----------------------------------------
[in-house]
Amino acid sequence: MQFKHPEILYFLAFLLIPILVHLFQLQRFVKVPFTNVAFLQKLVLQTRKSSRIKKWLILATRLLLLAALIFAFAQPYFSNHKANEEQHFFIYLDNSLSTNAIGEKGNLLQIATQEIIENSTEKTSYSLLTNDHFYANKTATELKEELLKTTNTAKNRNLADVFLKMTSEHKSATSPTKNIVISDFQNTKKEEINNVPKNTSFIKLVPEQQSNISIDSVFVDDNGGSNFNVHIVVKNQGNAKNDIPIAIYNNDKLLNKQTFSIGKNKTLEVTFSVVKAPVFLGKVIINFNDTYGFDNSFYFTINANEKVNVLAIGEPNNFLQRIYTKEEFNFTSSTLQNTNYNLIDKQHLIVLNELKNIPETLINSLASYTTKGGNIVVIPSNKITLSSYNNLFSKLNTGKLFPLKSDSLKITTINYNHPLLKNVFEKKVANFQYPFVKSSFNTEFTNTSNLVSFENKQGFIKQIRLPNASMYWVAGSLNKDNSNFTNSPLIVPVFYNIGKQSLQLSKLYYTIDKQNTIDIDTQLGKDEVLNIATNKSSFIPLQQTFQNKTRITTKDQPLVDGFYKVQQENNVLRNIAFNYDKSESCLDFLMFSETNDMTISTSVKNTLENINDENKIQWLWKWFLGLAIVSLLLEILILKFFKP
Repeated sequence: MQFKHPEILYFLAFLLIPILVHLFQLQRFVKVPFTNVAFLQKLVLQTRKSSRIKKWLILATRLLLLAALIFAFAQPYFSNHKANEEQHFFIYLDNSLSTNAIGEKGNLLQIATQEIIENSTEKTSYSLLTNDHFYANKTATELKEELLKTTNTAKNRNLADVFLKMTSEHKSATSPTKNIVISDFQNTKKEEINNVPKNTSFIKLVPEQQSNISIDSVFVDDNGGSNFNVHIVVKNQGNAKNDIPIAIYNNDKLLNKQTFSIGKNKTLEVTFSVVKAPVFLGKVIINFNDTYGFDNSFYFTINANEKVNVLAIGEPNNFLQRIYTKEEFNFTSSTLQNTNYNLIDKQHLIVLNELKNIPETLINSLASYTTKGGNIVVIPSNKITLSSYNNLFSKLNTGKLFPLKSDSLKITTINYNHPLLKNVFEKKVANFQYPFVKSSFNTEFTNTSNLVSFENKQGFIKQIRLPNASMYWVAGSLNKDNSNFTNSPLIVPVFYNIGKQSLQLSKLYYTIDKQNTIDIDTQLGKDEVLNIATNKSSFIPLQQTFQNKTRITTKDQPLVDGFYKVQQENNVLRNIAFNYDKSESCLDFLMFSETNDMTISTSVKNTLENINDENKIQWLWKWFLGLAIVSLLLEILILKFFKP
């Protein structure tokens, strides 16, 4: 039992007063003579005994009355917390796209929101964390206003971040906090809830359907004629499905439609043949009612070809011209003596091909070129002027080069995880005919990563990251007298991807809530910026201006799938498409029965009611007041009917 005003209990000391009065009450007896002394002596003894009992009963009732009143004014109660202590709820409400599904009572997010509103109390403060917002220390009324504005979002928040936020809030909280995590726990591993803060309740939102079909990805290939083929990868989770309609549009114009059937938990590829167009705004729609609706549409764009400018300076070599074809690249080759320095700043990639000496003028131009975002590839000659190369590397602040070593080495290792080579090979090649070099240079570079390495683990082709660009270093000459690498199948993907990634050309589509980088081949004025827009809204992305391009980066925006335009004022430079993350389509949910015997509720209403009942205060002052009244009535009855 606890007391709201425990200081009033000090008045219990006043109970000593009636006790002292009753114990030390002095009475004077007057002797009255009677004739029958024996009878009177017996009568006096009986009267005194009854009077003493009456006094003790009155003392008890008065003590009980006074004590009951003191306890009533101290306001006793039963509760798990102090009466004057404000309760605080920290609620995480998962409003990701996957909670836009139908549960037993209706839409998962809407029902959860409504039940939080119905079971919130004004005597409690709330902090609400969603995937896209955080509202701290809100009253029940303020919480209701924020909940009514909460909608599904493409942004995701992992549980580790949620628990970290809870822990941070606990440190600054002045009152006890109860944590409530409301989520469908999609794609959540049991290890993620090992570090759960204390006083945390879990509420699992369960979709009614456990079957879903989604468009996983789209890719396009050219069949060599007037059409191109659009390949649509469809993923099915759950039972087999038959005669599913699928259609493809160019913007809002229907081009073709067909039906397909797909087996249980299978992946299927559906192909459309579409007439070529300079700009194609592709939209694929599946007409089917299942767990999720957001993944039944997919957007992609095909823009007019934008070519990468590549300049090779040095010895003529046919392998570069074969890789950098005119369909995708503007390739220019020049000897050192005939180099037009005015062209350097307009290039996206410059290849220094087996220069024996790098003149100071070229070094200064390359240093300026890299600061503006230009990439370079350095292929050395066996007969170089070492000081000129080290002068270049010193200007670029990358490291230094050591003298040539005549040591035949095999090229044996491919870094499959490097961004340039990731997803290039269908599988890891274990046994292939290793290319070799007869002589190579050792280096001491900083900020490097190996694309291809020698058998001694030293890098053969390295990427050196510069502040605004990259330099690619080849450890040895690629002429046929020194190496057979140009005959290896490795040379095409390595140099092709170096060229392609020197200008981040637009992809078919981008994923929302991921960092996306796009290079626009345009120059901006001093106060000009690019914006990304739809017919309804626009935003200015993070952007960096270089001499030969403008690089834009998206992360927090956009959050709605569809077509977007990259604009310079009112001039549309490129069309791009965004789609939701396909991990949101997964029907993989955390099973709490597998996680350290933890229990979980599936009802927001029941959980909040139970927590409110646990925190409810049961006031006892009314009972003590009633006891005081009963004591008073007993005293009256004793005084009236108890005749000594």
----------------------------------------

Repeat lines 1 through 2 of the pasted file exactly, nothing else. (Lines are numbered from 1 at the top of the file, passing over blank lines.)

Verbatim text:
[in-house]
Amino acid sequence: MQFKHPEILYFLAFLLIPILVHLFQLQRFVKVPFTNVAFLQKLVLQTRKSSRIKKWLILATRLLLLAALIFAFAQPYFSNHKANEEQHFFIYLDNSLSTNAIGEKGNLLQIATQEIIENSTEKTSYSLLTNDHFYANKTATELKEELLKTTNTAKNRNLADVFLKMTSEHKSATSPTKNIVISDFQNTKKEEINNVPKNTSFIKLVPEQQSNISIDSVFVDDNGGSNFNVHIVVKNQGNAKNDIPIAIYNNDKLLNKQTFSIGKNKTLEVTFSVVKAPVFLGKVIINFNDTYGFDNSFYFTINANEKVNVLAIGEPNNFLQRIYTKEEFNFTSSTLQNTNYNLIDKQHLIVLNELKNIPETLINSLASYTTKGGNIVVIPSNKITLSSYNNLFSKLNTGKLFPLKSDSLKITTINYNHPLLKNVFEKKVANFQYPFVKSSFNTEFTNTSNLVSFENKQGFIKQIRLPNASMYWVAGSLNKDNSNFTNSPLIVPVFYNIGKQSLQLSKLYYTIDKQNTIDIDTQLGKDEVLNIATNKSSFIPLQQTFQNKTRITTKDQPLVDGFYKVQQENNVLRNIAFNYDKSESCLDFLMFSETNDMTISTSVKNTLENINDENKIQWLWKWFLGLAIVSLLLEILILKFFKP